We met three years ago. I recall he had some degree of difficulty with erection on our first night together. I thought it was performance anxiety and didn’t pay much attention to it. We dated long distance for a while, and when together, he seemed as much interested in sex as me, disregarding occasional issues with erection. He moved in with me and that was the end of it. All of a sudden it seemed that he couldn’t care less about sex. Nothing turned him on. No sexy lingerie, no sexual innuendos. We fought and jeopardized the relationship over this but instead we got married and now have a baby. I married under the condition that we’d see a counselor, which we did for the past 10 months. As things improve between us, erections worsen. He says it’s the result of three years of pressure, but I know the problem was there from day 1. He’s healthy, his testosterone is perfect, normal weight. I’m 36 and he’s 47. My questions are: can the lack of interest be the result of fear of failure? If so, why does he still try three years (and some therapy) later to deny that it all started with his physical problems and not vice versa?

Responses

  • Michael Castleman says:

    I sympathize with your situation and your frustrations. The short answer to your questions is: I don’t know. I can’t explain his libido loss or his erection situation. There are so many possible factors involved…. The longer answer is that I can suggest some issues to consider and perhaps discuss with your counselor.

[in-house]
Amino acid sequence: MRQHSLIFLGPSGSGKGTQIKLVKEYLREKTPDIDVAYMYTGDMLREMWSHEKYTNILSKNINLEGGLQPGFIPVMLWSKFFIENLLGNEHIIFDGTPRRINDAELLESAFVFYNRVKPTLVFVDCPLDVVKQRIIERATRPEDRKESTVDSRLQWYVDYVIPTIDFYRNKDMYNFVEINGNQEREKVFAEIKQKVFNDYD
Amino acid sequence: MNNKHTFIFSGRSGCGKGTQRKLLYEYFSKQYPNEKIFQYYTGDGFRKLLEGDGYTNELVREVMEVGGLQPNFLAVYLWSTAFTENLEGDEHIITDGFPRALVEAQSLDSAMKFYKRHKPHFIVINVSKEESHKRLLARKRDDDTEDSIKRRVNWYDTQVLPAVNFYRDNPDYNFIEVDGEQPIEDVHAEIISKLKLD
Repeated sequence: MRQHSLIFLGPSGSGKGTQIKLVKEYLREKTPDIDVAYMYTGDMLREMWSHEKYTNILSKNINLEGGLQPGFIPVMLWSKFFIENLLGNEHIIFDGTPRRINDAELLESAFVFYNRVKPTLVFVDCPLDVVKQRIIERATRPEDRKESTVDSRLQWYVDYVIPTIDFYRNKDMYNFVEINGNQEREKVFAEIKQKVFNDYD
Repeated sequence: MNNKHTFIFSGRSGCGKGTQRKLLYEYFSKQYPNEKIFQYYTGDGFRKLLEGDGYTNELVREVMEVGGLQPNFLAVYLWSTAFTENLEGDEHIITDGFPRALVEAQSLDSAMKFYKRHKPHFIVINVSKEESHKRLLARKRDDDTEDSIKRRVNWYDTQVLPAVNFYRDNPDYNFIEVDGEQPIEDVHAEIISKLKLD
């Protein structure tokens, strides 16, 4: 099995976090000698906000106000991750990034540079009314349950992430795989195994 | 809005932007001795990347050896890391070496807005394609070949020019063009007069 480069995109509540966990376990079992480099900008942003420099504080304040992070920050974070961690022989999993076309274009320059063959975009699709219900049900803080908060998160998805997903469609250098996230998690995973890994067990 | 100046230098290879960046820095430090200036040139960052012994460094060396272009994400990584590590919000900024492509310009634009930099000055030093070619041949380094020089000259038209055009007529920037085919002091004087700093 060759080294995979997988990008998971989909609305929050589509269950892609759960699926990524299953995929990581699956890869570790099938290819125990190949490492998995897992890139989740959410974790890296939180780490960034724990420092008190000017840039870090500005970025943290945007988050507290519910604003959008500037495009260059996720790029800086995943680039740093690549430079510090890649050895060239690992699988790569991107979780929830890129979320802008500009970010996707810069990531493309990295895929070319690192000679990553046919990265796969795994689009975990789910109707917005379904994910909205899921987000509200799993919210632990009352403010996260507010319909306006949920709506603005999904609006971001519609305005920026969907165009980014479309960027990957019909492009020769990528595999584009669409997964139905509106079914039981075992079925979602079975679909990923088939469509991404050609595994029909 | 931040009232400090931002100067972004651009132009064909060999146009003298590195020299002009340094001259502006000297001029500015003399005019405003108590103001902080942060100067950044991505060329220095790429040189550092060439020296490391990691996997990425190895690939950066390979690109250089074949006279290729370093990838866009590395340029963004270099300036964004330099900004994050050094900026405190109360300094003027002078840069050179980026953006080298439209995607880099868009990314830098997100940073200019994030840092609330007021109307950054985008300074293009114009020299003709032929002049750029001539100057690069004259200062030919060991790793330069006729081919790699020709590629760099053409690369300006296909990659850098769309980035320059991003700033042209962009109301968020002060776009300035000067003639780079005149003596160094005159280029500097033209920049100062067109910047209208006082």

About this erection situation: He’s in his late 40s, which is the time of life when men’s previously reliable erections start to become iffy. Various factors can exacerbate this: smoking, obesity, diabetes, heart disease, high cholesterol and blood pressure, but even in totally healthy men, during the decade from the mid-40s to mid-50s, men’s erections become less reliable and lose firmness. This is not necessarily erectile dysfunction (ED), but for many men, it’s very disconcerting and anxiety-provoking. Sometimes a vicious cycle develops. Erection changes cause anxiety, and anxiety constricts the arteries including those that supply blood to the penis, so anxiety aggravates the erections changes, which causes more anxiety…. Has he tried erection drugs? They might help. What’s happening to his erections has clearly upset you, which is totally understandable, but please try to appreciate that it’s a part of men’s normal aging process. I suggest that you—and he—read these articles from the Info Library: Erection Myths, Weak Erections or ED?, ED Causes, ED Treatments, the , and .

    About his libido loss: It’s possible that his anxiety over his erection situation has suppressed his libido. It’s possible that your sexual conflicts have contributed as well. It’s also possible that he just doesn’t have as much sexual desire as you do. The myth is that men are horny goats and women less interested. According to sex therapists, when there’s a major desire difference, in about two-thirds of cases, the man wants more sex and the woman less. But in one-third of cases, it’s the other way around, with the woman having the stronger libido. Maybe you’re one of those couples. He might love you madly, but just not have much or any libido. Desire differences are inevitable in long-term relationships and they’re one of the leading reasons why couples consult sex therapists. I suggest you read the article, “You’re insatiable!” “You never want to!” How to Resolve Desire Differences.